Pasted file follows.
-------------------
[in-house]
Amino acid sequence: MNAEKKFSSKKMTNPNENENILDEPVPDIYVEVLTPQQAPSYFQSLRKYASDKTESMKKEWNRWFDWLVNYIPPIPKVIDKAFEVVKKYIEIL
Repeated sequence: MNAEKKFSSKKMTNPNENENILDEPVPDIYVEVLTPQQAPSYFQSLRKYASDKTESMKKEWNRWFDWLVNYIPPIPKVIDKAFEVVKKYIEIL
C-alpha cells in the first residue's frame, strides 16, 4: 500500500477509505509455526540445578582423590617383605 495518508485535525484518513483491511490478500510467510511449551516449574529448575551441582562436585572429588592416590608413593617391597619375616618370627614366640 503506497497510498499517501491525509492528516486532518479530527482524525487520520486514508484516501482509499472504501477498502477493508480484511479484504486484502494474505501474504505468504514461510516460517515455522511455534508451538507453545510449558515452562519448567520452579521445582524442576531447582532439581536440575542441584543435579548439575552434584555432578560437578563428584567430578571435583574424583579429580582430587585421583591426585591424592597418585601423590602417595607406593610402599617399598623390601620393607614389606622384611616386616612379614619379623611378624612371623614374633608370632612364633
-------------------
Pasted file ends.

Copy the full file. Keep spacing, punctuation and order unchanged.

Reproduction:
[in-house]
Amino acid sequence: MNAEKKFSSKKMTNPNENENILDEPVPDIYVEVLTPQQAPSYFQSLRKYASDKTESMKKEWNRWFDWLVNYIPPIPKVIDKAFEVVKKYIEIL
Repeated sequence: MNAEKKFSSKKMTNPNENENILDEPVPDIYVEVLTPQQAPSYFQSLRKYASDKTESMKKEWNRWFDWLVNYIPPIPKVIDKAFEVVKKYIEIL
C-alpha cells in the first residue's frame, strides 16, 4: 500500500477509505509455526540445578582423590617383605 495518508485535525484518513483491511490478500510467510511449551516449574529448575551441582562436585572429588592416590608413593617391597619375616618370627614366640 503506497497510498499517501491525509492528516486532518479530527482524525487520520486514508484516501482509499472504501477498502477493508480484511479484504486484502494474505501474504505468504514461510516460517515455522511455534508451538507453545510449558515452562519448567520452579521445582524442576531447582532439581536440575542441584543435579548439575552434584555432578560437578563428584567430578571435583574424583579429580582430587585421583591426585591424592597418585601423590602417595607406593610402599617399598623390601620393607614389606622384611616386616612379614619379623611378624612371623614374633608370632612364633